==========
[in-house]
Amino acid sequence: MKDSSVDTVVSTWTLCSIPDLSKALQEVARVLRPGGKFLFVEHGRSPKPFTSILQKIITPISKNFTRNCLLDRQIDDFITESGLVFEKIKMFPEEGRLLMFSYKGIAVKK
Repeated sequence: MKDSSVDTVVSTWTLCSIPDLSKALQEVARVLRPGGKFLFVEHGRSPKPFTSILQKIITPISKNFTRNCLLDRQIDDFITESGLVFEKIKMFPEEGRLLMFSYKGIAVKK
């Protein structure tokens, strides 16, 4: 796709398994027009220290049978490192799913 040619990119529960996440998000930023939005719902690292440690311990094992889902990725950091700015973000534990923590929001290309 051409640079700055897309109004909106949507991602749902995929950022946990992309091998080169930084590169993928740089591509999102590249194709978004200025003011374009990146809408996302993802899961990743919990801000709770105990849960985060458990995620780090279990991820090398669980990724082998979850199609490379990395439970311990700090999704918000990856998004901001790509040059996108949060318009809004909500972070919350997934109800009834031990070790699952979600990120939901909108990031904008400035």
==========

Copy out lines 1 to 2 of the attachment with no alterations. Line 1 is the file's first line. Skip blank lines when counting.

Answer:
[in-house]
Amino acid sequence: MKDSSVDTVVSTWTLCSIPDLSKALQEVARVLRPGGKFLFVEHGRSPKPFTSILQKIITPISKNFTRNCLLDRQIDDFITESGLVFEKIKMFPEEGRLLMFSYKGIAVKK